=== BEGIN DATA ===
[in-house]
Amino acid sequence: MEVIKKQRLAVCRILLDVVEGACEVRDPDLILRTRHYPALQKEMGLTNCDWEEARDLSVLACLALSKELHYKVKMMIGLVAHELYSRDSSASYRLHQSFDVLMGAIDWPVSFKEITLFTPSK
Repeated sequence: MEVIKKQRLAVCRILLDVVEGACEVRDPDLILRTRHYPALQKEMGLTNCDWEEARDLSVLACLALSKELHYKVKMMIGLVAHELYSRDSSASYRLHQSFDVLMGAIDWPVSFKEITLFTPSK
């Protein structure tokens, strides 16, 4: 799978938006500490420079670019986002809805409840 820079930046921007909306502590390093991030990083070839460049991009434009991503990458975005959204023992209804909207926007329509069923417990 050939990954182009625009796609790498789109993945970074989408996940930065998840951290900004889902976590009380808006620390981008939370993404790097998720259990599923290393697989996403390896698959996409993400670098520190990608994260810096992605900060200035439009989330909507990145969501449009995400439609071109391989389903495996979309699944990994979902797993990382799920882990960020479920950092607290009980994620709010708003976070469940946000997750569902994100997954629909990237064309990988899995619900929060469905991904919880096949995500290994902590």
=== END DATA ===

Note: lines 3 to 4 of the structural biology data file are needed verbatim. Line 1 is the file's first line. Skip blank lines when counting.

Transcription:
Repeated sequence: MEVIKKQRLAVCRILLDVVEGACEVRDPDLILRTRHYPALQKEMGLTNCDWEEARDLSVLACLALSKELHYKVKMMIGLVAHELYSRDSSASYRLHQSFDVLMGAIDWPVSFKEITLFTPSK
């Protein structure tokens, strides 16, 4: 799978938006500490420079670019986002809805409840 820079930046921007909306502590390093991030990083070839460049991009434009991503990458975005959204023992209804909207926007329509069923417990 050939990954182009625009796609790498789109993945970074989408996940930065998840951290900004889902976590009380808006620390981008939370993404790097998720259990599923290393697989996403390896698959996409993400670098520190990608994260810096992605900060200035439009989330909507990145969501449009995400439609071109391989389903495996979309699944990994979902797993990382799920882990960020479920950092607290009980994620709010708003976070469940946000997750569902994100997954629909990237064309990988899995619900929060469905991904919880096949995500290994902590």